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Weekend Getaway Guide

How to Decode a Travel Brochure

Travel expert Rick Steves shares insider tips on cutting through the clutter of travel brochures.

By Kathleen Squires
Illustration of two women holding up travel brochuresGreg Clarke

 

  • Be skeptical when reading travel brochures, because they are designed to help you spend money. They're propaganda—paid advertising—for a business.
  • Look for a straightforward, up-front price. (It's better than having the tour company trying to pry money out of you over the course of your vacation through various sales gimmicks.)
  • Keep in mind that a brochure is designed to make the place look really good. If it's not showing me a wide shot of a hotel, I assume that the wide shot is ugly. If it's just showing me the garden in the back, that means the front is ugly.
  • With hotels, words like "deluxe," "luxury," and "Superior" (along with a checklist of facilities, like a shoe-shine machine in your hallway) do nothing to quantify the character, ambiance, friendliness, and convenience of the place.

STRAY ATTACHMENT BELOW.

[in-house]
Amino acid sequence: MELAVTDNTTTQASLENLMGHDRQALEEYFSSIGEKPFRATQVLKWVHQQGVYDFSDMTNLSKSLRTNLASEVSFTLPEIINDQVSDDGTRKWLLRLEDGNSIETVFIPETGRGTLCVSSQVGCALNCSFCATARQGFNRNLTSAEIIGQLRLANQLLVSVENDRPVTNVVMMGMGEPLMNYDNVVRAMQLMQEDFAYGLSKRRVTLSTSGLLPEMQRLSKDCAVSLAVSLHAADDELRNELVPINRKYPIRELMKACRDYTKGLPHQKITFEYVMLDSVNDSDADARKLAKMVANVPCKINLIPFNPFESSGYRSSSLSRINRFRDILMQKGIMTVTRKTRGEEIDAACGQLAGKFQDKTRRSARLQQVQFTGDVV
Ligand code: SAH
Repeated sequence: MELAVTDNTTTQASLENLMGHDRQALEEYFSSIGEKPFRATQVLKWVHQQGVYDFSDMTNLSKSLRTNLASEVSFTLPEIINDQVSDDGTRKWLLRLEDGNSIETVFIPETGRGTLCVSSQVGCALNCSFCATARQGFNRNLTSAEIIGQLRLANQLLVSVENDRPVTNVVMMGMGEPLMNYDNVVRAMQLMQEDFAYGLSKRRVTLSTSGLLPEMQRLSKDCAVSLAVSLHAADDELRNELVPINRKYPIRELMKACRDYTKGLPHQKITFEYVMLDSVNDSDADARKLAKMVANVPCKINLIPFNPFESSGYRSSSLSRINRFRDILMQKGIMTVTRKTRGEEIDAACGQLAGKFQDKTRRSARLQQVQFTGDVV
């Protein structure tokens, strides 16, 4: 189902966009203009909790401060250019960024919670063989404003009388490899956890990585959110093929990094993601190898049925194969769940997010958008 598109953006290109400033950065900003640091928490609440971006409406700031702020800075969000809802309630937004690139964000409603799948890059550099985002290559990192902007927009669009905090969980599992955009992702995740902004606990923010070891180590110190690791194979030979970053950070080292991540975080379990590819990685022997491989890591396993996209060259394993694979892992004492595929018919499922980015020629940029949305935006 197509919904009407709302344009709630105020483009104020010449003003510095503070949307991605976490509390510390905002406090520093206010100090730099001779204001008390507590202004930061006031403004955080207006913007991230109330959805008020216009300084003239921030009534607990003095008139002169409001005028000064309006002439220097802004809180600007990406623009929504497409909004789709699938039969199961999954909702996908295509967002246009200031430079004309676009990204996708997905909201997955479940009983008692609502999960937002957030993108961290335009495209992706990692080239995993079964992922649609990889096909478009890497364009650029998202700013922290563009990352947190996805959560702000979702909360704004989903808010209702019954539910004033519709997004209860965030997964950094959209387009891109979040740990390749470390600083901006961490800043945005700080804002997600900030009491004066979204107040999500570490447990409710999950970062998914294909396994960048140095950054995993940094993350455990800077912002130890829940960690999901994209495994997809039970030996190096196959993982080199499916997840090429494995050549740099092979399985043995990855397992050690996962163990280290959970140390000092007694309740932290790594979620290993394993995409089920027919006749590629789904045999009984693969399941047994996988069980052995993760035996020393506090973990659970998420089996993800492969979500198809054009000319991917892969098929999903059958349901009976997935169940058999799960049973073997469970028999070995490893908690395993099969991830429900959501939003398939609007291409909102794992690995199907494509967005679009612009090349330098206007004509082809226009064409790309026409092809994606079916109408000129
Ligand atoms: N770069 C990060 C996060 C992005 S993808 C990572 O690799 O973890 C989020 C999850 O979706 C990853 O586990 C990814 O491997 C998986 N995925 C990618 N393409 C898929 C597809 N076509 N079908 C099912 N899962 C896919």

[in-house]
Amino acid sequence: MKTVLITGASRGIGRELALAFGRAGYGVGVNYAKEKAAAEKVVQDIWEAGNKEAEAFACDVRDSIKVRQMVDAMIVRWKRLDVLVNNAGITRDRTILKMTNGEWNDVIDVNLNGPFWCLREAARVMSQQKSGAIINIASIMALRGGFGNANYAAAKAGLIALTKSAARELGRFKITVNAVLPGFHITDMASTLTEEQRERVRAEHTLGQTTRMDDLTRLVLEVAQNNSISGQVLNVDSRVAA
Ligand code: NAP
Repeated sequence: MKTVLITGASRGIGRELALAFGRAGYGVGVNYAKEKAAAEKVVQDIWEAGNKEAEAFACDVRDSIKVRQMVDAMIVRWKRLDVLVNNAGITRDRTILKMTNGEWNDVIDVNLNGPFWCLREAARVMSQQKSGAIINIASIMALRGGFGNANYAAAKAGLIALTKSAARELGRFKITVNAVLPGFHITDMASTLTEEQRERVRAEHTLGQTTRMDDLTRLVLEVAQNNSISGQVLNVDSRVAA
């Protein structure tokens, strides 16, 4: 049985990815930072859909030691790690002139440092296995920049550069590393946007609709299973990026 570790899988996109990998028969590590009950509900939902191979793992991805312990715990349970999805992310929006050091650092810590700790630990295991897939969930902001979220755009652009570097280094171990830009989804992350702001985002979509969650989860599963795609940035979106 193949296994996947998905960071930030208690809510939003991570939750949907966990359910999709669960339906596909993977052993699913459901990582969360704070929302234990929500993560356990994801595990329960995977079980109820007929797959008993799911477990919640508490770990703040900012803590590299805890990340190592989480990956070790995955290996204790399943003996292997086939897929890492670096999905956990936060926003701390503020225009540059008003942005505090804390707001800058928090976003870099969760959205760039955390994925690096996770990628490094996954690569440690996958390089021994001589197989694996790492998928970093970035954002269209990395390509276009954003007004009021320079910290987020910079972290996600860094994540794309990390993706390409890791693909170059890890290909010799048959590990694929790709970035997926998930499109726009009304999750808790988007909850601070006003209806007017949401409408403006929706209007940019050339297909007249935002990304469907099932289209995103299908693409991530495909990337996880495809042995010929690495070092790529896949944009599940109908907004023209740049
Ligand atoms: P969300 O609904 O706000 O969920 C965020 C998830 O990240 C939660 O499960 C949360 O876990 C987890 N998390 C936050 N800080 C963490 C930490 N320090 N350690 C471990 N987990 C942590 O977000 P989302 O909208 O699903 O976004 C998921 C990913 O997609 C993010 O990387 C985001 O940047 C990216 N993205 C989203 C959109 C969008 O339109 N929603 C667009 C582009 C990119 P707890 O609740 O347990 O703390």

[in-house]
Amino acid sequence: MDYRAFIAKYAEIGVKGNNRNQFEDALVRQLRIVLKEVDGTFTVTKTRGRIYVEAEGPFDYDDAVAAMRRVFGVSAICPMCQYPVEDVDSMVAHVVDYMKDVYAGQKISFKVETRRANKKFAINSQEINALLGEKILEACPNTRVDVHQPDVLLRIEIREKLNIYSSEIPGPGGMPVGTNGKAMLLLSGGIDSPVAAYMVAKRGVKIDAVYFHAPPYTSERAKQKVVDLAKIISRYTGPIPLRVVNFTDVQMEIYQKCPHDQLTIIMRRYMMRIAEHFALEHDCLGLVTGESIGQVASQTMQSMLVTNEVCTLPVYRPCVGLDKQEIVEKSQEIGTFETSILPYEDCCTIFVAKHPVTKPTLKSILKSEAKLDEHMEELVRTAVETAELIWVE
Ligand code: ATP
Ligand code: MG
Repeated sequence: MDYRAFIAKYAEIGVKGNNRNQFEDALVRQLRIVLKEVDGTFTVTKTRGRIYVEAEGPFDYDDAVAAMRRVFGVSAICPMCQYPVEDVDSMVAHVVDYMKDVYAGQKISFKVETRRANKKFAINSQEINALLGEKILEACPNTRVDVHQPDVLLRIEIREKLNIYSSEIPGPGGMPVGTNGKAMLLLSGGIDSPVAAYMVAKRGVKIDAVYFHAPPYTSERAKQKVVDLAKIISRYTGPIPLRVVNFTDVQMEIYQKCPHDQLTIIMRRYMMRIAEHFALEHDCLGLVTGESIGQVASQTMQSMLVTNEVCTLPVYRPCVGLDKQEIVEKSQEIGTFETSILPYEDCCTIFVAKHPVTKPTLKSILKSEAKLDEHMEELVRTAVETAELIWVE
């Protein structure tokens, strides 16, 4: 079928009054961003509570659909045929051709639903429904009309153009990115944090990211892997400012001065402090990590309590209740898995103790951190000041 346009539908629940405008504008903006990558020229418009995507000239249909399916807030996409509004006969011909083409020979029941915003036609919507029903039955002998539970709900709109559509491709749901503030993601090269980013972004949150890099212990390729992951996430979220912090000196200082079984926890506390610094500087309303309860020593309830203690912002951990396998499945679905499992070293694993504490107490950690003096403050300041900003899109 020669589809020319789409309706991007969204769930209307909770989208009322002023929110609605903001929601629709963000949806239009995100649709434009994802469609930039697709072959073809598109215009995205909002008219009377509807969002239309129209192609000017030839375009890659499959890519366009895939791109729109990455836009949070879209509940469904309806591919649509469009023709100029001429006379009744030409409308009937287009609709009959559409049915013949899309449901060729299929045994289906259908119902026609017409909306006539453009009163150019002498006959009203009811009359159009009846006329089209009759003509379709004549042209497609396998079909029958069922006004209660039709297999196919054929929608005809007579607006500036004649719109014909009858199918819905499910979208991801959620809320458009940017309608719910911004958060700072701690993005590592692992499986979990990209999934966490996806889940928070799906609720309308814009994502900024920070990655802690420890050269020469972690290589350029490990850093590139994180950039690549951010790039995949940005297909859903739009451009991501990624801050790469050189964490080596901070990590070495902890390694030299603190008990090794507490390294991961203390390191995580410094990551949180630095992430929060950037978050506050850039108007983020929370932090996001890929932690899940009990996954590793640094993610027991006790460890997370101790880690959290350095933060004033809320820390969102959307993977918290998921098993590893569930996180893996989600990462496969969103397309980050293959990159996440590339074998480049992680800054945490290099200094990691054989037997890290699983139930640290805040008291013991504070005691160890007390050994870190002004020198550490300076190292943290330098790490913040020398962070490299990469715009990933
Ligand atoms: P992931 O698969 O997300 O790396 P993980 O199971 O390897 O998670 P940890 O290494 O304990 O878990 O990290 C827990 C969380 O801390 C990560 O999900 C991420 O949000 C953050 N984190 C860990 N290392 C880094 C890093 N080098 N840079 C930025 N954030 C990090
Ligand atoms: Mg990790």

• The word "area" should send a red flag: If the brochure says your hotel is in the "Florence area," right away you know it's halfway to Bologna in the middle of nowhere.
  • If you're taking a tour of some kind, keep in mind that the more sights that are packed into a short tour, the more time you're spending on a bus and the less time you're spending seeing them.
  • Bragging that a place is a member of the local tourist board may mean only that it paid to be included. Similarly, if a place points out that it is  on UNESCO's World Heritage List, they have nothing else to talk about.





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